Dead prez transcribed the political education they acquired into lyrical poetry. Brand Nubian's Lord Jamar discovered them in New York and helped them sign a deal with Loud Records. But being the new kids of the block on a powerhouse label like Loud (home to the Wu-Tang Clan and Mobb Deep) wasn't easy. dead prez wasn't always Loud's top priority but that didn't stop them from building a fan base around their over-the-top performances (they've been known to ignite dollar bills and toss apples into the audiences, declaring that they must eat healthily).

   Their debut album was released on March, 14, 2000 entitled "Let's Get Free", which featured a minor hit with the song "Hip Hop" from the year before. Let's Get Free was called a "return to politically conscious rap" and "the most politically conscious rap since Public Enemy"; the duo's messages also earned them favorable comparisons with Brand Nubian and X-Clan. The album was critically well-received, and included intense political diatribes featuring prominent black activist Omali Yeshitela, as well as "Animal in Man" - a retelling of George Orwell's Animal Farm. The instrumental version of their song "Hip Hop" was used as Dave Chappelle's entrance music for his show on Comedy Central, and can be heard on every episode.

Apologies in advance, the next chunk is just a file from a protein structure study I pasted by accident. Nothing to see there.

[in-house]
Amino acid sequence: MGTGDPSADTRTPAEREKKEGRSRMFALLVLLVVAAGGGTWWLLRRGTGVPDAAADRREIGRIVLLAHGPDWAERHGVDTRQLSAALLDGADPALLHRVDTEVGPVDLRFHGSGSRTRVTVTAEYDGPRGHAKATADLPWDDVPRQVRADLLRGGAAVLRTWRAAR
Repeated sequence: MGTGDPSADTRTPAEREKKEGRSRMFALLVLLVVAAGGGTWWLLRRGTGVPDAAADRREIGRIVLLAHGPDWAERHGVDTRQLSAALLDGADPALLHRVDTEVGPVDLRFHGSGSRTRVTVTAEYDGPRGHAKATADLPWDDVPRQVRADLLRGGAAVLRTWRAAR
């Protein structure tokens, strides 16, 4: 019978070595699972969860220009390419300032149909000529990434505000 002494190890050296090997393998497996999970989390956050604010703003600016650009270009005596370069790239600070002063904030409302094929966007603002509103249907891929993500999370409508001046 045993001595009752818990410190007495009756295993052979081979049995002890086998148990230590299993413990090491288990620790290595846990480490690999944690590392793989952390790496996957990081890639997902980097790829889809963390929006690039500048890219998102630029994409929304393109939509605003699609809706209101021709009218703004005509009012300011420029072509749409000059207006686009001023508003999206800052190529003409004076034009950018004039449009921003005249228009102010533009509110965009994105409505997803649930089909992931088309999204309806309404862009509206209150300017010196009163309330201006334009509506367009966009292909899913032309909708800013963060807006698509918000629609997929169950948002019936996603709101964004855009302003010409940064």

The album's lyrics, performed in front of sparse beats that many critics derided as a "dull musical backdrop" [2], are startlingly direct, militant and confrontational. M-1 and stic.man excoriate media, the music industry, politicians and poverty, and rap about Afrocentrism and Black Power. Rolling Stone gave the album four stars and lauded its equation of "classrooms with jail cells, the projects with killing fields and everything from water to television with conduits for brainwashing by the system"